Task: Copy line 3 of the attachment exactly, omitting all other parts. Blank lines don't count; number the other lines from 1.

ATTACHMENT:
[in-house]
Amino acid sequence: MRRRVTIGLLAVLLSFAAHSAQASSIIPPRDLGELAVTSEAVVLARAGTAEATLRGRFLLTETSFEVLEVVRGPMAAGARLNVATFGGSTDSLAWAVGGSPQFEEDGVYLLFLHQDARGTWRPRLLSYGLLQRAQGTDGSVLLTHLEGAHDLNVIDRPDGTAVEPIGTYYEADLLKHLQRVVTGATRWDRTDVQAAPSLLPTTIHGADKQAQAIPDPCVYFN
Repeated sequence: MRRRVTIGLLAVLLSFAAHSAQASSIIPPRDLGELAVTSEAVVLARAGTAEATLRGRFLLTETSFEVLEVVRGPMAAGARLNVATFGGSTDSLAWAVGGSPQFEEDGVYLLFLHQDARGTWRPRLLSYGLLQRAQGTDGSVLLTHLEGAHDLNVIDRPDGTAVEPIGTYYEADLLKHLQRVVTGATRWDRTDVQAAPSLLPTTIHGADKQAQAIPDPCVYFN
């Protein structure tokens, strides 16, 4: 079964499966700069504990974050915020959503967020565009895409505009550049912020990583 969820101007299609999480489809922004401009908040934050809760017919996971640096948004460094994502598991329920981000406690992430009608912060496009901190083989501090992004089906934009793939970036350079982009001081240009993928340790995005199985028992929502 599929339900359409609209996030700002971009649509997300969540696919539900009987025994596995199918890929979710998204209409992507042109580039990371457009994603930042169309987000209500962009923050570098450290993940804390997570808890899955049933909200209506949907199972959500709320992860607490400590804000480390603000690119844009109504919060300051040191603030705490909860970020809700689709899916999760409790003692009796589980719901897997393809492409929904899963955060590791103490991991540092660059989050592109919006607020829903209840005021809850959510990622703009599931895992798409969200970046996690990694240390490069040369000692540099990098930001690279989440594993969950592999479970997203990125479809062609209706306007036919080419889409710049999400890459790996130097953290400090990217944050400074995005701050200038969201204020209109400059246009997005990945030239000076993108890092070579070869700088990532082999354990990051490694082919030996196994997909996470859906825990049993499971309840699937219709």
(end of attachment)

Repeated sequence: MRRRVTIGLLAVLLSFAAHSAQASSIIPPRDLGELAVTSEAVVLARAGTAEATLRGRFLLTETSFEVLEVVRGPMAAGARLNVATFGGSTDSLAWAVGGSPQFEEDGVYLLFLHQDARGTWRPRLLSYGLLQRAQGTDGSVLLTHLEGAHDLNVIDRPDGTAVEPIGTYYEADLLKHLQRVVTGATRWDRTDVQAAPSLLPTTIHGADKQAQAIPDPCVYFN